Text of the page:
Let me repost a previous blog entry that many new readers might find interesting. I take a rather detailed look at the central New Atheist argument – science shows God does not exist – that was advocated by New Atheist activist/philosopher Maarten Boudry.
Maarten Boudry, Stefaan Blancke, and Johan Braeckman recently published an on-line article entitled, Grist to the mill of ID creationism: the failed strategy of ruling the supernatural out of science by philosophical fiat. The article comes across as a glorified blog posting designed to help the Gnu atheist movement in their ongoing death struggle with the “accomodationists.”
The basic argument of the article seems to be that because the “Intelligent Design Creationists” (IDCs) are correct in arguing that methodological naturalism biases science against supernatural causes, those who advocate methodological naturalism are helping the IDC by supplying “grist to their mills.”
The abstract reads:
According to a widespread philosophical opinion, the methodology of science is intrinsically naturalistic. It is simply not equipped to deal with supernatural claims, so it has no authority on questions of metaphysics. This (self-imposed) limitation of the epistemic reach of science is often used as a way to reconcile science and religion. We argue that ruling the supernatural out of science for intrinsic reasons is not only philosophically untenable, but has actually been grist to the mill of Intelligent Design Creationism (IDC),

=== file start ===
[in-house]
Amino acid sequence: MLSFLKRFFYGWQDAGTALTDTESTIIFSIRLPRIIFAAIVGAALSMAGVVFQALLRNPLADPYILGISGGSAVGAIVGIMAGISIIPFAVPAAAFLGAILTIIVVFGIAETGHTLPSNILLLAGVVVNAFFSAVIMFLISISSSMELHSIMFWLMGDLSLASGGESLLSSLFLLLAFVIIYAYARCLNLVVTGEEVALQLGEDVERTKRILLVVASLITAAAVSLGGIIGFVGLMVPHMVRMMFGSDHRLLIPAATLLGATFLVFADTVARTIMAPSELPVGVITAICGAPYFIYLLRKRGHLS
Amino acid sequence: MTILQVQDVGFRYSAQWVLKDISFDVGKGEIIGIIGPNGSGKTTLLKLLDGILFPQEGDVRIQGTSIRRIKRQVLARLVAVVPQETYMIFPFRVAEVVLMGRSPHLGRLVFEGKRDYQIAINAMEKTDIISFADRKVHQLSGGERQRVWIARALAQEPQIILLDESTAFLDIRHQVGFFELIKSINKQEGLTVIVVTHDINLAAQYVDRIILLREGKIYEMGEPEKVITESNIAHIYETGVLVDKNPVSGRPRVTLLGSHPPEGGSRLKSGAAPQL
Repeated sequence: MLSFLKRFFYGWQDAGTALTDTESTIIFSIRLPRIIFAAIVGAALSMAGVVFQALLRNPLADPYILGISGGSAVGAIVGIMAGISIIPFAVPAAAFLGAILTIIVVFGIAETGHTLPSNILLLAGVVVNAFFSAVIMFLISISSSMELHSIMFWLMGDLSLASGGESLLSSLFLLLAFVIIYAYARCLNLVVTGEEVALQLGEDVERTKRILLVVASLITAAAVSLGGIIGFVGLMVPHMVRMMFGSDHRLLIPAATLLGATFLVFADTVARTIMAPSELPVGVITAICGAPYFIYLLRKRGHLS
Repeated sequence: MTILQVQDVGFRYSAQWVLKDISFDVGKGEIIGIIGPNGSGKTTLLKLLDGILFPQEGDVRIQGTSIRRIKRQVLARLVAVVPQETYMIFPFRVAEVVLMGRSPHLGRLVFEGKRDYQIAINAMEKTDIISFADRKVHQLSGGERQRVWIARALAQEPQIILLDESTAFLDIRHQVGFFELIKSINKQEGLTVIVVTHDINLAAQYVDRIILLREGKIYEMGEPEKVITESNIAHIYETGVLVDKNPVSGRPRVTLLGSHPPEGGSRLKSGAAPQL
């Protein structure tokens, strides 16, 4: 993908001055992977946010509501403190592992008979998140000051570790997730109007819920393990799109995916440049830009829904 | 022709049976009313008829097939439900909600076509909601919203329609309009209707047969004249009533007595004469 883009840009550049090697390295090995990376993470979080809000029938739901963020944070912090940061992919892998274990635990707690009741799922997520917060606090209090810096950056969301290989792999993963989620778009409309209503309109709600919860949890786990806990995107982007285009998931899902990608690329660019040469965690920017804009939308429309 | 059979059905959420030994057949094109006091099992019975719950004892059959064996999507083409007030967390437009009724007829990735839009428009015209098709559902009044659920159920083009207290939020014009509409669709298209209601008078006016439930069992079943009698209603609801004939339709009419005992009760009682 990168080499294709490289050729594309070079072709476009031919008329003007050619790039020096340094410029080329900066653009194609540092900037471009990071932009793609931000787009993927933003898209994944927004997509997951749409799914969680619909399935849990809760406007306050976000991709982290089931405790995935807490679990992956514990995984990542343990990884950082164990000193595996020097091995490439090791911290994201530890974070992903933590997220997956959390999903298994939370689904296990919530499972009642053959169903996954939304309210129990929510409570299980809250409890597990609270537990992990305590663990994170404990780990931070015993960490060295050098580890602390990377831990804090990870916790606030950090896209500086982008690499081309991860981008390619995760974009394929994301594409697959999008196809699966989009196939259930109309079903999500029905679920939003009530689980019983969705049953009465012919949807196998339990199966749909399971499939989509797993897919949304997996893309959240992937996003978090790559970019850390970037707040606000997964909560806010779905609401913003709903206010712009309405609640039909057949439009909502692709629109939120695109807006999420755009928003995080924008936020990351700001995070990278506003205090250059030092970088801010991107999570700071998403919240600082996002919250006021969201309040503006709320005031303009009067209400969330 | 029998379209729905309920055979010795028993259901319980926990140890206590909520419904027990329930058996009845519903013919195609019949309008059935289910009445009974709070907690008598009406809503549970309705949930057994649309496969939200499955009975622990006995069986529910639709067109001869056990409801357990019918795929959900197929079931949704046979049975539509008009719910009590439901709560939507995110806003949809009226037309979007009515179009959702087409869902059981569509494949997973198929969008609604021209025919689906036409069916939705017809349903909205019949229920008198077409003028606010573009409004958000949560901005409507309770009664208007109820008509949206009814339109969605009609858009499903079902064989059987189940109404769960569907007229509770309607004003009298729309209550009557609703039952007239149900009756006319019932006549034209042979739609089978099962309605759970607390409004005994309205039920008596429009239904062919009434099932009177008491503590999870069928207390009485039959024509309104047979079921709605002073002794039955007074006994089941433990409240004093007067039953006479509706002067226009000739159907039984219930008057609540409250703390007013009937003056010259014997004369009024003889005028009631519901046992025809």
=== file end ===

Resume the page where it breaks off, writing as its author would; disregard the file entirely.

The authors clearly think the whole “grist for the mill” saying is important, as not only is it in their title and abstract, but they repeat this saying several times in their paper:
- IMN is actually grist to the IDC mill on several accounts,
- In fact, Johnson’s remarks show that IMN, which is clearly his focus of attack here, is actually grist to the IDC mill.
- their writings show that IMN is actually grist to their mill.
According to the dictionary, the saying is supposed to mean “something that you can use in order to help you to succeed.” As such, I find this whole “grist for the mill” complaint to be strikingly irrational for two reasons.